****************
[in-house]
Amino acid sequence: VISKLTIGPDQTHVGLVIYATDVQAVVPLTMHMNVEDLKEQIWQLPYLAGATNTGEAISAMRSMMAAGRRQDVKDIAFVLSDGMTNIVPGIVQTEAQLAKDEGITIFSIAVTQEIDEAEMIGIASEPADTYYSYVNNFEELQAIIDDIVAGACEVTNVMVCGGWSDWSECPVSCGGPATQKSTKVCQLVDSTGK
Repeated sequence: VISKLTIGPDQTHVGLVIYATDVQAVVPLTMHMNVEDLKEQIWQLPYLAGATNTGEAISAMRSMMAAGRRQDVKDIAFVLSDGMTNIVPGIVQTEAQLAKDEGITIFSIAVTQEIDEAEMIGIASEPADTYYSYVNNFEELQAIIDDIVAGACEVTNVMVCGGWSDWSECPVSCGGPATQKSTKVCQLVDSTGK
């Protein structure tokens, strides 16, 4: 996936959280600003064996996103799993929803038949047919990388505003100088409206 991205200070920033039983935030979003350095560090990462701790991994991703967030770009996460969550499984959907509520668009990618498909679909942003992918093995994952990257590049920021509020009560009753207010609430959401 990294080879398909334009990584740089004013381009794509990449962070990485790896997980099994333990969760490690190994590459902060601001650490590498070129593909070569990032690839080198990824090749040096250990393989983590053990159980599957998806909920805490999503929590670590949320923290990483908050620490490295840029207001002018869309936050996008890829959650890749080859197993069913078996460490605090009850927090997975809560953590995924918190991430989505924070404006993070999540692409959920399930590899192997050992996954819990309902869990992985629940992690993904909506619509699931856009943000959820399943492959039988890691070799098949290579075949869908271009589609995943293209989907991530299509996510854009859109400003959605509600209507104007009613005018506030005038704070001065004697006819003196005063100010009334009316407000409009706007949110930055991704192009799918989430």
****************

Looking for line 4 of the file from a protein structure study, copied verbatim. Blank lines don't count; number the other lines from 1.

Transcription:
């Protein structure tokens, strides 16, 4: 996936959280600003064996996103799993929803038949047919990388505003100088409206 991205200070920033039983935030979003350095560090990462701790991994991703967030770009996460969550499984959907509520668009990618498909679909942003992918093995994952990257590049920021509020009560009753207010609430959401 990294080879398909334009990584740089004013381009794509990449962070990485790896997980099994333990969760490690190994590459902060601001650490590498070129593909070569990032690839080198990824090749040096250990393989983590053990159980599957998806909920805490999503929590670590949320923290990483908050620490490295840029207001002018869309936050996008890829959650890749080859197993069913078996460490605090009850927090997975809560953590995924918190991430989505924070404006993070999540692409959920399930590899192997050992996954819990309902869990992985629940992690993904909506619509699931856009943000959820399943492959039988890691070799098949290579075949869908271009589609995943293209989907991530299509996510854009859109400003959605509600209507104007009613005018506030005038704070001065004697006819003196005063100010009334009316407000409009706007949110930055991704192009799918989430």